Unfortunately some times you need to recover MySQL data from ibdata1. It’s many reasons why your getting corrupted Innodb files that cannot automatically be restored of the mysqld daemon.
We assume that your scenario are like following:
- You got backup of your ibdata1, ib_logfile0 and ib_logfile1
- You also got backup of your database folder with .frm files
- You would like to restore this backup into an MySQL server that’s already in production.
Before we start, just one advice: Stop crying, your data isn’t lost.
Restore the data backup you got
First of all restore you data on another MySQL server, to not interrupt the services running in your normal production environment. Restore data into the normal MySQL data directory. For our scenario we use /var/lib/mysql.
Be careful to get the right permissions and owners on all your data files. Your MySQL users should own the files and the group should also be assigned to MySQL.
Before you continue you need to find the size of your Innodb logfiles. Simply run the command ls -l to find this. This will output something like this:
-rw-rw—- 1 mysql mysql 5242880 Jun 25 11:30 ib_logfile0
-rw-rw—- 1 mysql mysql 5242880 Jun 25 11:30 ib_logfile1
Start up MySQL in rescue mode
- Some simple steps will start up the MySQL daemon in rescue mode for you:
- From your Unix shell su into the mysql user:
- Start up your mysqld process with the logfile size and innodb_force_recovery as parameters.
/usr/sbin/mysqld –innodb_log_file_size=5242880 –innodb_force_recovery=6
If everything goes fine you should get a output like this:
InnoDB: The user has set SRV_FORCE_NO_LOG_REDO on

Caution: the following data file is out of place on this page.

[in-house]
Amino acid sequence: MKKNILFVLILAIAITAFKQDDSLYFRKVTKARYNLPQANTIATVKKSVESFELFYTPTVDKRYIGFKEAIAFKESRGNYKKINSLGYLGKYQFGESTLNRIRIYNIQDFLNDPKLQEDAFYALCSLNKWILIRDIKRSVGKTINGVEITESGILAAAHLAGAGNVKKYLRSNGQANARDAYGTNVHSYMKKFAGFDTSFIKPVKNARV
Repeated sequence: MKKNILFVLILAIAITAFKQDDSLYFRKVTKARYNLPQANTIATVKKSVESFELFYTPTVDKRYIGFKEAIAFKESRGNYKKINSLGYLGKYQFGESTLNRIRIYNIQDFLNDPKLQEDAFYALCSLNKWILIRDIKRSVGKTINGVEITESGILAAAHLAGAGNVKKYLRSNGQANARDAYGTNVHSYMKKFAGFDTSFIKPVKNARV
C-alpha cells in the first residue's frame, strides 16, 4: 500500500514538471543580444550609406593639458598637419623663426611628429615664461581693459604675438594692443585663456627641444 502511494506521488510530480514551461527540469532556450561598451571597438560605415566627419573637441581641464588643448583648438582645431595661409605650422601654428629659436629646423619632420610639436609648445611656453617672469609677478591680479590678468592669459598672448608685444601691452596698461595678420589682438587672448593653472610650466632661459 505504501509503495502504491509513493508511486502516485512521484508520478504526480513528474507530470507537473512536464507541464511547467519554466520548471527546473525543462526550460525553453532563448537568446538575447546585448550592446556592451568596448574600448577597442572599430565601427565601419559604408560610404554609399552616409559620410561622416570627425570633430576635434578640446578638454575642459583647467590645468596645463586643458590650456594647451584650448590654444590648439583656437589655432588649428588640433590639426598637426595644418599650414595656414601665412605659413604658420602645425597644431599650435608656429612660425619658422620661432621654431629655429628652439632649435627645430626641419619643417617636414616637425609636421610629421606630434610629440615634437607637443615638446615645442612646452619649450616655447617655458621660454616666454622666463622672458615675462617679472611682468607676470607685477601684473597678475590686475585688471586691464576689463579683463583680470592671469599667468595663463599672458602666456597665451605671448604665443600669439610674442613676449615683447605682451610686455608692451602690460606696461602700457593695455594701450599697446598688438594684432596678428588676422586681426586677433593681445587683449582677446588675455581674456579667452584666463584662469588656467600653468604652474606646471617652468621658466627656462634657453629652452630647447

InnoDB: Skipping log redo
070625 11:59:36 InnoDB: Started; log sequence number 0 0
InnoDB: !!! innodb_force_recovery is set to 6 !!!
070625 11:59:36 [Note] /usr/sbin/mysqld: ready for connections.
Version: ’5.0.18′ socket: ‘/var/lib/mysql/mysql.sock’ port: 3306 SUSE MySQL
Get your data
The last simple but most important step is now to get your data.
- Open a new shell to the server where your MySQL daemon are running in recovery mode.
- Simply run a normal mysqldump of your database:
mysqldump -u root -p database > database.sql
If you get a message looking like this, you got corrupted Innodb log files:
Got error: 1146: Table ‘database.table’ doesn’t exist when using LOCK TABLES
What you can do to resolve this problem with keeping the ib_logfile0 file from you most current backup while you restore all the other files from a older backup. This isn’t a fail-proof solution, but worth a try.
Restore you data
Now you can copy your SQL dump to your production server and simply restore the data from your MySQL dump file like this:
mysql -u root -p database < database.sql